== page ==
Culture At Large

Chris Pratt Preaches

John C. Nugent

Chris Pratt is a well-known entertainer who boldly shares his faith. The comedic star of television’s Parks and Recreation and the Guardians of the Galaxy and Jurassic World films was honored with the Generation Award by MTV on Monday—an award that has previously gone to the likes of Will Smith, Sandra Bullock, Johnny Depp, and Tom Cruise. Pratt used his acceptance speech to impart words of wisdom to the next generation. In the process, he also taught the Church a subtle but significant lesson about Christian witness.

His speech, which you can watch below, took the form of nine rules that included both silly jokes and serious truths. They may be summarized as follows:

1. Breathe, so you don’t suffocate

2. Be careful with your soul

3. Don’t be a turd

4. Give a dog medicine by wrapping it in hamburger so they won’t know they’re eating it

5. Earn what you get and serve others for the sake of your soul

6. God is real, he loves you, and wants what is best for you

7. Be strategic when using the bathroom at a party

8. Pray for the sake of your soul

9. Nobody is perfect, accept that fact, receive grace as a gift, and don’t take it for granted

His speech was a hit—quickly surpassing 30 million views through Facebook alone. Though his main point was clear, how he framed it was equally instructive. One CBS reporter notes that he taught a few “less-serious lessons, like how to best use the bathroom at a party and how to give a dog medicine, before getting to his deeper, more powerful words of wisdom.” The deeper words, according to this reporter, had to do with rules six and eight, concerning God’s love and prayer.

Though his main point was clear, how he framed it was equally instructive.

While Pratt certainly focused on these two themes, his advice about how to medicate a dog was far from comedic filler and served a different function from his party-pooping joke. In a post-ceremony interview, Pratt confirmed what I initially wondered, but wasn’t quite sure about:

“I had nine things, and if you look at number five [sic, actually four], it says, ‘When feeding a dog medicine, wrap the medicine in hamburger. That way the dog won’t know it’s getting medicine.’ And if you take that theme and put it throughout my nine points, you’ll see that I wrapped some medicine in hamburger. But the point I was really trying to make is that I believe God is real. I believe that we have a soul that needs to be protected. And I love this new generation who are so open-minded and so open-hearted. And they have a big job to do because the world is a dumpster fire and they need to protect themselves.”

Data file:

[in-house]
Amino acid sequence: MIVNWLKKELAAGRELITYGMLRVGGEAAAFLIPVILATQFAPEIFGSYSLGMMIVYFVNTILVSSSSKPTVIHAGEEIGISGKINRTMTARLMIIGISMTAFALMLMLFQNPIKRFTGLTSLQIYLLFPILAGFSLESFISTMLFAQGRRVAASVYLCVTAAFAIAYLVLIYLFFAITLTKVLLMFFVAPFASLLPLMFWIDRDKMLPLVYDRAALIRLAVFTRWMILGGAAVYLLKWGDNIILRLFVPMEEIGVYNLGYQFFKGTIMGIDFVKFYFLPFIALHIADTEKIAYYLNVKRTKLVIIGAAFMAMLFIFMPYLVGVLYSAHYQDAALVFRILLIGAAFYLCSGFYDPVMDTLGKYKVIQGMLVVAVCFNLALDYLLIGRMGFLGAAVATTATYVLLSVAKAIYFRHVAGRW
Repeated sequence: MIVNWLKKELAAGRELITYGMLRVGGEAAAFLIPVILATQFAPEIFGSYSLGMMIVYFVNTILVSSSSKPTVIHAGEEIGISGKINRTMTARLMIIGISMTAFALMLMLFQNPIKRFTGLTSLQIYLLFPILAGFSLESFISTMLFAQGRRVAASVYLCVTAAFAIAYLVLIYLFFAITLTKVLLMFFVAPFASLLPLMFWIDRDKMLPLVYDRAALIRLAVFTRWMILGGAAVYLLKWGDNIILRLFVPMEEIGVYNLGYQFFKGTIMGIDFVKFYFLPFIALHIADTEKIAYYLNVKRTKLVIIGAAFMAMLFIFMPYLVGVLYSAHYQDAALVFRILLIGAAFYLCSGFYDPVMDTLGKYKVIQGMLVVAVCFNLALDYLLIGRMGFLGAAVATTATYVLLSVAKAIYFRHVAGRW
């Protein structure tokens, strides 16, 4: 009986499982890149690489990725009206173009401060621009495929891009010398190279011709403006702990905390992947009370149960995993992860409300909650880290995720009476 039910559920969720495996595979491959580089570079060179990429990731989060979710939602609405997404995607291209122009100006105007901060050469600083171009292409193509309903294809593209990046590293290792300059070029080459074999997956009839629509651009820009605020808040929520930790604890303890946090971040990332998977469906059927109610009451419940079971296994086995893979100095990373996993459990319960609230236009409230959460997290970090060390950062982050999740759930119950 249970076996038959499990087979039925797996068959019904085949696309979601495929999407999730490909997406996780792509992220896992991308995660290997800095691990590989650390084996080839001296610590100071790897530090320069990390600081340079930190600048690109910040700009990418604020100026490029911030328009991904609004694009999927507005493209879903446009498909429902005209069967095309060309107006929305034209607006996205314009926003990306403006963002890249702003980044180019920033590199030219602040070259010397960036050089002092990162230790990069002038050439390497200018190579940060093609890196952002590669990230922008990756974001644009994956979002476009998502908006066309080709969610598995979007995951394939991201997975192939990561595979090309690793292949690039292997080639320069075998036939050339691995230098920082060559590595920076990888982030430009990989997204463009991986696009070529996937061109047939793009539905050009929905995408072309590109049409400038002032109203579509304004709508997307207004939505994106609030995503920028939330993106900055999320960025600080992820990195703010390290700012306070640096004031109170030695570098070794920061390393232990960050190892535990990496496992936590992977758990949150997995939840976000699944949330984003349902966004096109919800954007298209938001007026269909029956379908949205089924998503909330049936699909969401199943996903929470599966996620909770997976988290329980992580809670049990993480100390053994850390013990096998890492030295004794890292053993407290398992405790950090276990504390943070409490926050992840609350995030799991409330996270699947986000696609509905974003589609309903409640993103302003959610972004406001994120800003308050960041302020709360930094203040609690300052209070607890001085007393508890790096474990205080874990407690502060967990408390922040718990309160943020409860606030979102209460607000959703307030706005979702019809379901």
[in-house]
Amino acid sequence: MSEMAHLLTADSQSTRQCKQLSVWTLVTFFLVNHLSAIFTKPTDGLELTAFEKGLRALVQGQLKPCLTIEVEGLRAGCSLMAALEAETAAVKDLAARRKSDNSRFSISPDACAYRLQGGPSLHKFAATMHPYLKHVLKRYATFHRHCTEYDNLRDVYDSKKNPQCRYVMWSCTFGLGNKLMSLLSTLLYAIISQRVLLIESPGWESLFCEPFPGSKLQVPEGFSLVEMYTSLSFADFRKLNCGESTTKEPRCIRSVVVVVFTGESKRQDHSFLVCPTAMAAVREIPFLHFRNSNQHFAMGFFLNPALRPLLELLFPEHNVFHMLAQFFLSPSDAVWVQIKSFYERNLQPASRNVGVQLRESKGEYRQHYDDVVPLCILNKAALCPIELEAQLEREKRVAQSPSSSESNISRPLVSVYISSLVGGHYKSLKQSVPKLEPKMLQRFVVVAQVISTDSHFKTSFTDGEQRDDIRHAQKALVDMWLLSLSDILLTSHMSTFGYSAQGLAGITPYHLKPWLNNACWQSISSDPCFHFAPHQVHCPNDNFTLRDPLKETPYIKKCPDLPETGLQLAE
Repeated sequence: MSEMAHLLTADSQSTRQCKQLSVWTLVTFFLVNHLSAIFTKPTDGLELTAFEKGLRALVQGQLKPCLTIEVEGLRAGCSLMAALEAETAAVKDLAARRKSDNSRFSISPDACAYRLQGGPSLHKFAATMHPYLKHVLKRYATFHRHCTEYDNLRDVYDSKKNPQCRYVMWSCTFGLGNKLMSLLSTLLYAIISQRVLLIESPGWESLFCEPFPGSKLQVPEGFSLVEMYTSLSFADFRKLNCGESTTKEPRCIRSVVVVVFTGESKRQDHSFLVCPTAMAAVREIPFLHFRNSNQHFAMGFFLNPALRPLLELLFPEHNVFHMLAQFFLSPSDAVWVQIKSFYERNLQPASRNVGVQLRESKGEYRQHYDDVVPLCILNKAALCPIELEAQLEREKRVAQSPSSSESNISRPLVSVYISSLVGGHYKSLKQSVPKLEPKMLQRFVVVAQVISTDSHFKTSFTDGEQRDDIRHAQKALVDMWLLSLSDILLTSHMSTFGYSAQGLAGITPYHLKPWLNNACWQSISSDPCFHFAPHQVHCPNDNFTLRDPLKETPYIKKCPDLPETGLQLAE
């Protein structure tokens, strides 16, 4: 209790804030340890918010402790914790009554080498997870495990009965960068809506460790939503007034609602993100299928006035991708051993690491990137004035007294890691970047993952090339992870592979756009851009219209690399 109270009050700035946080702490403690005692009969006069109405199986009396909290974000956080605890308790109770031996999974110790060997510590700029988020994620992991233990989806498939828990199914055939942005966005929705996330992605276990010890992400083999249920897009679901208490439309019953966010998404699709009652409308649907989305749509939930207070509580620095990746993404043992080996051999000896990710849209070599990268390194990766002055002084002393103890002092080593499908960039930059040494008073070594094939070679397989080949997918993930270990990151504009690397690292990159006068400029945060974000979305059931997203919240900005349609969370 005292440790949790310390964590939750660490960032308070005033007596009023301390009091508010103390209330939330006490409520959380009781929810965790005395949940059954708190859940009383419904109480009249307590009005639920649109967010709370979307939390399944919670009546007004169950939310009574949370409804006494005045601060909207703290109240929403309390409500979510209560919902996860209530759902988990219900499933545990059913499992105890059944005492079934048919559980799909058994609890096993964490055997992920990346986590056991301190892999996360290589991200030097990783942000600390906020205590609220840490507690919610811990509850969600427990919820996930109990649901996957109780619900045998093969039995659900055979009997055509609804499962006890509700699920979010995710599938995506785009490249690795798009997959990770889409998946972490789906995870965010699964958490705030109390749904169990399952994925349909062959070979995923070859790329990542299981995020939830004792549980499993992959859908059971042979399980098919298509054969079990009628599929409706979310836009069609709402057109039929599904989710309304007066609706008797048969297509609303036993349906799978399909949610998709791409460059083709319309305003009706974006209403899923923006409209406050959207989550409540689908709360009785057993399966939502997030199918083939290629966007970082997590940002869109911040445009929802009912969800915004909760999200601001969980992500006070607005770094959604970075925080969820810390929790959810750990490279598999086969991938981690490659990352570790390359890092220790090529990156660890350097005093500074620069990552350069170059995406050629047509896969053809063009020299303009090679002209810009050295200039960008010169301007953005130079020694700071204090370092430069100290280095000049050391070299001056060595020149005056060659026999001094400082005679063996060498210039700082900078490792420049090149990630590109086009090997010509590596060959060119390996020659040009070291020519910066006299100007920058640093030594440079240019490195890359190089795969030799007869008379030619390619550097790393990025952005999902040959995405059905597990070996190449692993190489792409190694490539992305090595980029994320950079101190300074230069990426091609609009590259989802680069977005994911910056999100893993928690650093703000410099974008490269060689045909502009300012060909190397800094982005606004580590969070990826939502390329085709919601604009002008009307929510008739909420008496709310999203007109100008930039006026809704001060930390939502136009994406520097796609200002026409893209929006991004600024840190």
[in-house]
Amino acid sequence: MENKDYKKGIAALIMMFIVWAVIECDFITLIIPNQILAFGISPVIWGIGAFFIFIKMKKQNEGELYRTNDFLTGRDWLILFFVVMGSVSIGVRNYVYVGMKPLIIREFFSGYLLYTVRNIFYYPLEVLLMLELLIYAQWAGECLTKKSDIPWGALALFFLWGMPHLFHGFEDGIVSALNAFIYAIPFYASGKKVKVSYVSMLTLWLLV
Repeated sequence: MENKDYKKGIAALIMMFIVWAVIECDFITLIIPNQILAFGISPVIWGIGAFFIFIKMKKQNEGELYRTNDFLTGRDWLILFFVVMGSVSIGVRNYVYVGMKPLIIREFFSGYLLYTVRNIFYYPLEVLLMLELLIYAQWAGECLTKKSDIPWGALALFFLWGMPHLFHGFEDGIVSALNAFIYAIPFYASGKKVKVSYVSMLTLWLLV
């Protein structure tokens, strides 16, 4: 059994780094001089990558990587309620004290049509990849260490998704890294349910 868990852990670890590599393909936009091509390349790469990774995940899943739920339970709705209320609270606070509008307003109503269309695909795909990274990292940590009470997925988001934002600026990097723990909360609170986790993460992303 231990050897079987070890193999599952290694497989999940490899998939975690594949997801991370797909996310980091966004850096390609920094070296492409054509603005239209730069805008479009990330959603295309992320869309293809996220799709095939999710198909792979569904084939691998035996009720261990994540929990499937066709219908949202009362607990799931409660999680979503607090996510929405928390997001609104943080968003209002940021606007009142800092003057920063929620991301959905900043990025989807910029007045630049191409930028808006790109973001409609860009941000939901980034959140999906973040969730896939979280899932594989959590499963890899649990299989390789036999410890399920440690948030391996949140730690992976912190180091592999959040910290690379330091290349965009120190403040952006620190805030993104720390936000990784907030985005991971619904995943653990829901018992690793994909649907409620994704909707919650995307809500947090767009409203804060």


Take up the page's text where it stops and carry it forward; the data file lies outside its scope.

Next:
From a theological perspective we might quibble with some of Pratt’s speech, as when he suggests that humans were designed to be imperfect and always will be or that Jesus’ shed blood was akin to those who died fighting for America’s version of freedom. (“Like the freedom that we enjoy in this country,” he says at one point, “grace was paid for with somebody else’s blood.”) This isn’t necessarily rock-solid theology; we might even say it smells of vague, Oprah-style spiritualism or moralistic therapeutic deism. Jesus didn’t die simply so we can have happy, healthy souls. He changed the course of world history by inaugurating an alternative kingdom to the kingdoms of Hollywood, Washington, D.C., and the ones that soldiers of all countries die for.

The genius of Pratt’s speech isn’t his message, then, but his medium. He exemplifies how to publicly proclaim God’s love and offer God’s grace in a way that his audience can receive as a gift. He doesn’t berate young people for being lazy, self-absorbed screw-ups. He doesn’t guilt them into rethinking their lives. He testifies to God’s existence and extends God’s grace in a way they can accept or reject.

What’s more, he doesn’t tie his faith to right- or left-wing political causes or piggyback on the latest social issue monopolizing the media’s attention. He speaks in his own voice, in a way that his specific audience can hear. He may not say everything they need to hear, but he points them in the right direction.

We may not be able to say it quite like he did and we may not want to say exactly what he said, but Chris Pratt has pointed us all in the right direction. In his own way, he’s shown us how to be “shrewd as snakes and as innocent as doves.”

Topics: Culture At Large